Herman Liebling, 96, an economist who retired from the U.S. Treasury Department in 1976 after a 30-year federal career, died of congestive heart failure Oct. 31 at Suburban Hospital in Bethesda. A daughter, Lynne Liebling, confirmed his death.
After retiring from government service, Dr. Liebling was a professor of economics at Lafayette College in Easton, Pa., from 1976 until 1982. Later, he was a visiting professor of economics at the University of California at San Diego and at Florida International University.
During those years, he maintained a home in the Bannockburn neighborhood of Bethesda, where he returned permanently in 1985.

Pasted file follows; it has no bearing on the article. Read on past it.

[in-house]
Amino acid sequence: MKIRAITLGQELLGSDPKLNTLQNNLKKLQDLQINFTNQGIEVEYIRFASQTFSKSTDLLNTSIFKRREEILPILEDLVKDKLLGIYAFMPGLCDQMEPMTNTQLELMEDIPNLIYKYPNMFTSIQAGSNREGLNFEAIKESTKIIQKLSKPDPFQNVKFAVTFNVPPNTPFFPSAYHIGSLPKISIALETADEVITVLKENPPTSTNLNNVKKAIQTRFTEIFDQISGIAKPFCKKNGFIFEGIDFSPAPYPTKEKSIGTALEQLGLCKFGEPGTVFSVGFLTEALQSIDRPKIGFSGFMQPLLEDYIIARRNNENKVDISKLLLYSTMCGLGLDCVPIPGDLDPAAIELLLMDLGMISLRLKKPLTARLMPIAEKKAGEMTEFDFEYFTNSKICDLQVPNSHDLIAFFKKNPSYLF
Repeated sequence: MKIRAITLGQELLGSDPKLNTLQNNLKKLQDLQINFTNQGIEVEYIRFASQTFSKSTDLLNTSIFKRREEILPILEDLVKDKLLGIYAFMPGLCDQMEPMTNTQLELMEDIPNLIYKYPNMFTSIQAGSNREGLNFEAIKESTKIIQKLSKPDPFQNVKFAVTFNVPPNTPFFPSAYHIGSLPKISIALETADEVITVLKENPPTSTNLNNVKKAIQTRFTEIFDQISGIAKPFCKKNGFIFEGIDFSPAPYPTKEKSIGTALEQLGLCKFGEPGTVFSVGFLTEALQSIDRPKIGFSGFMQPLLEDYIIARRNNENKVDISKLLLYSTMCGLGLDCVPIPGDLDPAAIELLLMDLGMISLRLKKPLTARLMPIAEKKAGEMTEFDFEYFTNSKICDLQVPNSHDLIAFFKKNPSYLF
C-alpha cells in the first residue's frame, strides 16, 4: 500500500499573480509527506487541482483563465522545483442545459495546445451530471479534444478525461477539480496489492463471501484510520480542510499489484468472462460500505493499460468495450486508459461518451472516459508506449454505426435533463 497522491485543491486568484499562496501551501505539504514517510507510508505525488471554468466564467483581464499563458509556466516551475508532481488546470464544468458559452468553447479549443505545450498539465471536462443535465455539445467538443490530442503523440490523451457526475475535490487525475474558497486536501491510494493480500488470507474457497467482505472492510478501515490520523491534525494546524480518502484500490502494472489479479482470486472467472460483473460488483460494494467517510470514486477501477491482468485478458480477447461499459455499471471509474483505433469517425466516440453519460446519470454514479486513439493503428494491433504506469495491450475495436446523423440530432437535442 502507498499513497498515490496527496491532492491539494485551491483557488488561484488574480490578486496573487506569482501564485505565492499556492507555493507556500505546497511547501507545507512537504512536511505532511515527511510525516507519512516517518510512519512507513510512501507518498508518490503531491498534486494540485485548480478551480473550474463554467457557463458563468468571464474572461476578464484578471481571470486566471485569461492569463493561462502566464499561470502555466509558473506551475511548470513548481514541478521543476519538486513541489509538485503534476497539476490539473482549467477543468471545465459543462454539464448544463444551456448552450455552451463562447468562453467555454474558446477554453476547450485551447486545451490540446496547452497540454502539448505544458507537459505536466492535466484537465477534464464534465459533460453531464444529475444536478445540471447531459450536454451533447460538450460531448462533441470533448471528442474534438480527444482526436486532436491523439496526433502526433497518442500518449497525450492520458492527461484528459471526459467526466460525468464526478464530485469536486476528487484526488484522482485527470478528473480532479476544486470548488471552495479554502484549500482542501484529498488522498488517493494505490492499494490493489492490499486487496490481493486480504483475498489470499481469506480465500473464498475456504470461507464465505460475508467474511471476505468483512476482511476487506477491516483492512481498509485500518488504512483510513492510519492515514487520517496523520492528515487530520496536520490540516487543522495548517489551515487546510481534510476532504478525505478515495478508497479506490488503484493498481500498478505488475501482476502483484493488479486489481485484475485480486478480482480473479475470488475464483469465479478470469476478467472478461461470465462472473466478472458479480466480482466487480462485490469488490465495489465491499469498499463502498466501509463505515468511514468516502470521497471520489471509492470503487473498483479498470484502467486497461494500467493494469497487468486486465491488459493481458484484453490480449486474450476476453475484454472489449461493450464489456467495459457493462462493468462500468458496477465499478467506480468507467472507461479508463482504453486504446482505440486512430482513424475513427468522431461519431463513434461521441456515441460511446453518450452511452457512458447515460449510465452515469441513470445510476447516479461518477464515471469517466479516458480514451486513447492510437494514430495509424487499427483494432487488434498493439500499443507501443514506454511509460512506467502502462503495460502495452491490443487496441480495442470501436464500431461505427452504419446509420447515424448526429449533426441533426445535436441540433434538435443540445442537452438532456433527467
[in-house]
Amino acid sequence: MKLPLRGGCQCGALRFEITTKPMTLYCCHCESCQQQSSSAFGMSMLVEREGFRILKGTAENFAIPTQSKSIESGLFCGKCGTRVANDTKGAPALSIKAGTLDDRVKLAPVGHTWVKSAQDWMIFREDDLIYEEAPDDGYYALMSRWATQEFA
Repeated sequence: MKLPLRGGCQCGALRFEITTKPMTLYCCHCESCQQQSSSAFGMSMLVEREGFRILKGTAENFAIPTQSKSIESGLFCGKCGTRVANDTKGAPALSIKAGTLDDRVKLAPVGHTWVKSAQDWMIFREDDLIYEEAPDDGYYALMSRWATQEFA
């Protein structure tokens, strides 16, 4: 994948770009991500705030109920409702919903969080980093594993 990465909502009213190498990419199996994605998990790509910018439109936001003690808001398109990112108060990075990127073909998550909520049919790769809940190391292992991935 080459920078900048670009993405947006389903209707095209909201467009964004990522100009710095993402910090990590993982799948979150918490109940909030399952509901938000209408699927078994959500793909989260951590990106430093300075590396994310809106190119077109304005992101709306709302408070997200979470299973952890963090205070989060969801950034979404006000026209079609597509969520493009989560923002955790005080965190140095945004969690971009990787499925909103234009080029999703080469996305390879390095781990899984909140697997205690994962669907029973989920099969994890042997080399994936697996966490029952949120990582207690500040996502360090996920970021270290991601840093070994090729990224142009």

Herman Isaac Liebling was born in Brooklyn, and he graduated from Brooklyn College in 1939. In 1961, he received a doctorate in economics from American University.
In 1946, he began his federal career as an economist at the Bureau of Labor Statistics. Later, he worked at the Commerce Department and the National Science Foundation. For four years before his 1976 federal retirement, he was senior economist in the office of the secretary of the treasury.
Dr. Liebling was a docent at the Hirshhorn Museum and Sculpture Garden in Washington and a member of the Bannockburn Civic Association.
His wife of 42 years, Mabel Rudman Liebling, died in 1988.
Survivors include two daughters, Lynne Liebling of San Diego and Lauren Liebling-Davis of London; and a granddaughter.
— Bart Barnes